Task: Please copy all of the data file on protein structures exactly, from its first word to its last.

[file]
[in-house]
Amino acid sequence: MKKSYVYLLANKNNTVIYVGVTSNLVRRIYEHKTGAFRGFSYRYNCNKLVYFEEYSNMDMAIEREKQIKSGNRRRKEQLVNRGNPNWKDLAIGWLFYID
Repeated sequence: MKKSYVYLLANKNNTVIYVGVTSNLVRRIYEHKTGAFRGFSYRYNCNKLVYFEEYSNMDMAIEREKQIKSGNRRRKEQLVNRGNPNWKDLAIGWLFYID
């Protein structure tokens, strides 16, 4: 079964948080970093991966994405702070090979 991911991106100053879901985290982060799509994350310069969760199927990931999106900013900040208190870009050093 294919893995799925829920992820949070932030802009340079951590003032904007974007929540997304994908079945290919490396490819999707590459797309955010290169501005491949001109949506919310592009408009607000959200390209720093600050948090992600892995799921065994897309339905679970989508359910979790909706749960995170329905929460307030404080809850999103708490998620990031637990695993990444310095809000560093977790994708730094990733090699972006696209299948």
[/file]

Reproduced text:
[in-house]
Amino acid sequence: MKKSYVYLLANKNNTVIYVGVTSNLVRRIYEHKTGAFRGFSYRYNCNKLVYFEEYSNMDMAIEREKQIKSGNRRRKEQLVNRGNPNWKDLAIGWLFYID
Repeated sequence: MKKSYVYLLANKNNTVIYVGVTSNLVRRIYEHKTGAFRGFSYRYNCNKLVYFEEYSNMDMAIEREKQIKSGNRRRKEQLVNRGNPNWKDLAIGWLFYID
């Protein structure tokens, strides 16, 4: 079964948080970093991966994405702070090979 991911991106100053879901985290982060799509994350310069969760199927990931999106900013900040208190870009050093 294919893995799925829920992820949070932030802009340079951590003032904007974007929540997304994908079945290919490396490819999707590459797309955010290169501005491949001109949506919310592009408009607000959200390209720093600050948090992600892995799921065994897309339905679970989508359910979790909706749960995170329905929460307030404080809850999103708490998620990031637990695993990444310095809000560093977790994708730094990733090699972006696209299948």